Ideally, I’d like you all to believe that I am some type of mythical being. That I landed on Earth one day from a distant planet to fulfill my destiny of enlightening you all with the written word.
Sometimes I even wear a Superman shirt when I blog just to get into character.
OK, that’s not true. I did it one time, and it was because I wore it out the night before and didn’t change for like 36 hours. But that’s neither here nor there.
In truth, I’m a normal human just like you. Except I can probably spell better.
And while I have on a few occasions embraced my Jewish side here, I haven’t really tapped into the nationality I inherited from my mother, who was born outside the mainland United States in the great land of Puerto Rico.
Not many people talk about Puerto Rico. Lots may not even know it’s an overseas territory of the United States. Puerto Ricans are Americans. They don’t vote for president, for some weird reason, but they’re American.
And the country is also mired in a massive debt crisis.
That debt equals equals more than $72 billion. Almost half its citizens are living in poverty. Schools are closing. Doctors are leaving. 80,000 jobs have been lost, and people are migrating to the states in massive numbers.
While Puerto Rico’s problems have been compounded by extremely poor fiscal decisions by their own officials, plenty of blame also falls on our own government.
In short, we used to offer hefty tax breaks for American businesses to relocate to Puerto Rico. And they did. But in 1996, inexplicably, we lifted those tax breaks. Companies left, and the economy slowed. The late 2000s global recession only worsened it. And here we are.
Weird quirks in U.S. laws and tax codes, including the inability for government institutions in Puerto Rico to file for bankruptcy — like those in the 50 states can — are making it increasingly difficult to solve this problem. Even worse, hedge funds and bond owners who invested in Puerto Rico’s debt are lobbying Congress to not change bankruptcy laws that would otherwise help the overseas territory.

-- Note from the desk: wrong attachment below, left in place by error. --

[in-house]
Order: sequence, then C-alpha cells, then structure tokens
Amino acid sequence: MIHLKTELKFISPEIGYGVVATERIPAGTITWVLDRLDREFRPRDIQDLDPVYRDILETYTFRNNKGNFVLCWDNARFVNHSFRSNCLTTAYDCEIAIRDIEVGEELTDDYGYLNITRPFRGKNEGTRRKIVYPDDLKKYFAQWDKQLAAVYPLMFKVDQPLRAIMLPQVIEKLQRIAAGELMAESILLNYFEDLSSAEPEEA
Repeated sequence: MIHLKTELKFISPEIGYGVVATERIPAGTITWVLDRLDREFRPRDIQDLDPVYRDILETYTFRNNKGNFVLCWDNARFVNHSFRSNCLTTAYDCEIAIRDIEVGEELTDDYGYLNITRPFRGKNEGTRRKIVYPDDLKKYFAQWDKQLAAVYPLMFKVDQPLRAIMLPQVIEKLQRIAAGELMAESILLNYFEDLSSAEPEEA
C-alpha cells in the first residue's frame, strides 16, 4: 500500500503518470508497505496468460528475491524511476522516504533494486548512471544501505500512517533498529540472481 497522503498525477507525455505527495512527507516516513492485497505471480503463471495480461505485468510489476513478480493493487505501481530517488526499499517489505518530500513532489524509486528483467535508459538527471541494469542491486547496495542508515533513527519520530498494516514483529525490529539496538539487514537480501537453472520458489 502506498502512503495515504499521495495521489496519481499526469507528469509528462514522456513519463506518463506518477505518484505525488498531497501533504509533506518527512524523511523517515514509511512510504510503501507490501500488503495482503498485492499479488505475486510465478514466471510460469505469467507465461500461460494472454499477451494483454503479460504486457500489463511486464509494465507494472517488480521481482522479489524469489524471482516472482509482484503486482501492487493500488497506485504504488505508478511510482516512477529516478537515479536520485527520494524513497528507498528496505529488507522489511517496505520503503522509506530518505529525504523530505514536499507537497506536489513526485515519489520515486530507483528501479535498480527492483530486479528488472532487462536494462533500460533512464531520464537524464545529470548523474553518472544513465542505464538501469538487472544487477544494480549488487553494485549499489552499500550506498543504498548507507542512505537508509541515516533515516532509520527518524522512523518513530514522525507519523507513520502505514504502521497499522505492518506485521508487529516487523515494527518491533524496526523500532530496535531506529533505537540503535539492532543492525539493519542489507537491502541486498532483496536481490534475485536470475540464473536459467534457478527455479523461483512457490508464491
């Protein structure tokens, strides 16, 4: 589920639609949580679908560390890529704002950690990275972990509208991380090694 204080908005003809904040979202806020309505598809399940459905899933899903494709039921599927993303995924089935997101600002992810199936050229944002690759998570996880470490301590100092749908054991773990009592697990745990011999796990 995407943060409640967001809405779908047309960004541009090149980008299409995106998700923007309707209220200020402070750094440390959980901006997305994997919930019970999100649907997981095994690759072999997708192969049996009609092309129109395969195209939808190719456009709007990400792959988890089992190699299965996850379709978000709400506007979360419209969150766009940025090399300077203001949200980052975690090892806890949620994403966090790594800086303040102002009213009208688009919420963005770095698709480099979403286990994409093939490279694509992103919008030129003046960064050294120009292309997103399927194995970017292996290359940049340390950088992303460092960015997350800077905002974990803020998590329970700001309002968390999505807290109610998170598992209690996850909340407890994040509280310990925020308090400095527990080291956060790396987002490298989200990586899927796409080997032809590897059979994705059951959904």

I personally think this is a watershed moment for America. This presidential election has highlighted how many of our residents distrust outsiders. It’s also instilled a zealous sense of patriotism in many.
Well, this is 3.5 million people who are different than the typical American — about 95 percent of Puerto Ricans speak Spanish — and yet, they are American.
Helping Puerto Rico is not only a national obligation, but it’s the right thing to do. These are people who need our help. And if we want to live up to the principles and ideologies that our country was built on, then Congress will find a way.
Color me skeptical.
And if you don’t want to listen to me, then listen to Puerto Rico’s second most famous son, Lin-Manuel Miranda, the Pulitzer Prize winning creator of Hamilton, who was recruited by John Oliver on Sunday night to lyricize about this issue (skip to 19:00 to see it).
In a way, I think this forever intertwines the Weinblog and Hamilton. The two of us are now historically linked for the rest of time.
One of them is sold out until 2017, and the other is … well, my mom tells me she enjoys reading it.
Us Puerto Ricans gotta stick together.